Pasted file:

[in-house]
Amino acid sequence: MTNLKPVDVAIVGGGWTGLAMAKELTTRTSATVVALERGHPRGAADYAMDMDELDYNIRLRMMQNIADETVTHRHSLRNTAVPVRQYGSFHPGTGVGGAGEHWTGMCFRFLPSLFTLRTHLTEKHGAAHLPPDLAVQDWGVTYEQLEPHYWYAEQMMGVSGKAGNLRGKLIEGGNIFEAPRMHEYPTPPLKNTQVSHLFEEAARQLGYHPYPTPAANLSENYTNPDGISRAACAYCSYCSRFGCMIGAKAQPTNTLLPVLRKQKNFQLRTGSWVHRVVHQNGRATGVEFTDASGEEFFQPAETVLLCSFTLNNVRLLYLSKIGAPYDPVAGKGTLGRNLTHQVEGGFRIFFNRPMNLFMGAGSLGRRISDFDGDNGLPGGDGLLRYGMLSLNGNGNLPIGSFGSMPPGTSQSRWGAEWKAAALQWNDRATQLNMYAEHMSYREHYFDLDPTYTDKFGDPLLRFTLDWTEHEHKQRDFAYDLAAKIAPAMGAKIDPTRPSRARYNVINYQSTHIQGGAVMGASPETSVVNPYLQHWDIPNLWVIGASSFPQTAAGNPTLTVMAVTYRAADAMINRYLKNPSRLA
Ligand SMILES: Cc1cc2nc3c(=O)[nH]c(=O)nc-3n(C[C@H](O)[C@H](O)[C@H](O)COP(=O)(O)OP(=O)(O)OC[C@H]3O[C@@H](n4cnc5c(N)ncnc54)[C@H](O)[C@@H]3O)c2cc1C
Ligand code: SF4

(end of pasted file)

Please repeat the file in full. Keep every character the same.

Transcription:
[in-house]
Amino acid sequence: MTNLKPVDVAIVGGGWTGLAMAKELTTRTSATVVALERGHPRGAADYAMDMDELDYNIRLRMMQNIADETVTHRHSLRNTAVPVRQYGSFHPGTGVGGAGEHWTGMCFRFLPSLFTLRTHLTEKHGAAHLPPDLAVQDWGVTYEQLEPHYWYAEQMMGVSGKAGNLRGKLIEGGNIFEAPRMHEYPTPPLKNTQVSHLFEEAARQLGYHPYPTPAANLSENYTNPDGISRAACAYCSYCSRFGCMIGAKAQPTNTLLPVLRKQKNFQLRTGSWVHRVVHQNGRATGVEFTDASGEEFFQPAETVLLCSFTLNNVRLLYLSKIGAPYDPVAGKGTLGRNLTHQVEGGFRIFFNRPMNLFMGAGSLGRRISDFDGDNGLPGGDGLLRYGMLSLNGNGNLPIGSFGSMPPGTSQSRWGAEWKAAALQWNDRATQLNMYAEHMSYREHYFDLDPTYTDKFGDPLLRFTLDWTEHEHKQRDFAYDLAAKIAPAMGAKIDPTRPSRARYNVINYQSTHIQGGAVMGASPETSVVNPYLQHWDIPNLWVIGASSFPQTAAGNPTLTVMAVTYRAADAMINRYLKNPSRLA
Ligand SMILES: Cc1cc2nc3c(=O)[nH]c(=O)nc-3n(C[C@H](O)[C@H](O)[C@H](O)COP(=O)(O)OP(=O)(O)OC[C@H]3O[C@@H](n4cnc5c(N)ncnc54)[C@H](O)[C@@H]3O)c2cc1C
Ligand code: SF4